Assessing the predictive value of HIV indicator conditions in general practice: a case-control study using the THIN database

Sarah Damery, Linda Nichols, Roger Holder, Ronan Ryan, Sue Wilson, Sally Warmington, Helen Stokes-Lampard, Kaveh Manavi

Research output: Contribution to journalArticlepeer-review

19 Citations (Scopus)


BACKGROUND: UK HIV guidelines identify 37 clinical indicator conditions for adult HIV infection that should prompt an HIV test. However, few data currently exist to show their predictive value in identifying undiagnosed HIV.

AIM: To identify symptoms and clinical diagnoses associated with HIV infection and assess their relative importance in identifying HIV cases, using data from The Health Improvement Network (THIN) general practice database.

DESIGN AND SETTING: A case-control study in primary care.

METHOD: Cases (HIV-positive patients) were matched to controls (not known to have HIV). Data from 939 cases and 2576 controls were included (n = 3515). Statistical analysis assessed the incidence of the 37 clinical conditions in cases and controls, and their predictive value in indicating HIV infection, and derived odds ratios (ORs) for each indicator condition.

RESULTS: Twelve indicator conditions were significantly associated with HIV infection; 74.2% of HIV cases (n = 697) presented with none of the HIV indicator conditions prior to diagnosis. The conditions most strongly associated with HIV infection were bacterial pneumonia (OR = 47.7; 95% confidence interval [CI] = 5.6 to 404.2) and oral candidiasis (OR = 29.4; 95% CI = 6.9 to 125.5). The signs and symptoms most associated with HIV were weight loss (OR = 13.4; 95% CI = 5.0 to 36.0), pyrexia of unknown origin (OR = 7.2; 95% CI = 2.8 to 18.7), and diarrhoea (one or two consultations).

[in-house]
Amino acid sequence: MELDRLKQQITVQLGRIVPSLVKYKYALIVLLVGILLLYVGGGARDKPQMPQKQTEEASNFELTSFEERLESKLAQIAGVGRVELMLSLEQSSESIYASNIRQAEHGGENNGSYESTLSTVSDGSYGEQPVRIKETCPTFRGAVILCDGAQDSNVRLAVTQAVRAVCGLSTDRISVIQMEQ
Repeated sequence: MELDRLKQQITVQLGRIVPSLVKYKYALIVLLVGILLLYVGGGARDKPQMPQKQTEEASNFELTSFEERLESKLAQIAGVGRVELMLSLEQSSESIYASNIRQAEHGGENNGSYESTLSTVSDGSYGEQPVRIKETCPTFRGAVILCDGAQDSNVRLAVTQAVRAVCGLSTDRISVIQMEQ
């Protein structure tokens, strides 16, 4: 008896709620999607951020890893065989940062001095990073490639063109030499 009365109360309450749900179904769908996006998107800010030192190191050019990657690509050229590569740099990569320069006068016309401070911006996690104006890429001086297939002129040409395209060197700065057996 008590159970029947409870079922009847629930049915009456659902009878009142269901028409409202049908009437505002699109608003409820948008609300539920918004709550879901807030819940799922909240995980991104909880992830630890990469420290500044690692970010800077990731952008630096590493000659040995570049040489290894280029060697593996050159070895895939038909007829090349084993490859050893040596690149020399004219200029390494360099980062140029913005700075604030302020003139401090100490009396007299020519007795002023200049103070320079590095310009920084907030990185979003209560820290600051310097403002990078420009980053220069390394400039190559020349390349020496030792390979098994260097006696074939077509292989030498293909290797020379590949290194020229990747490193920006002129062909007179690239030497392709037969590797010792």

CONCLUSION: This is the first study to quantify the predictive value of clinical diagnoses related to HIV infection in primary care. In identifying the conditions most strongly associated with HIV, this study could aid GPs in offering targeted HIV testing to those at highest risk.

Original languageEnglish
Pages (from-to)e370-7
JournalBritish Journal of General Practice
Issue number611
Publication statusPublished - Jun 2013


  • Adult
  • Biological Markers
  • Candidiasis, Oral
  • Case-Control Studies
  • Databases, Factual
  • Diarrhea
  • Female
  • Fever
  • General Practice
  • HIV Infections
  • Humans
  • Male
  • Mass Screening
  • Pneumonia, Bacterial
  • Practice Guidelines as Topic
  • Predictive Value of Tests
  • Primary Health Care
  • Socioeconomic Factors
  • Weight Loss


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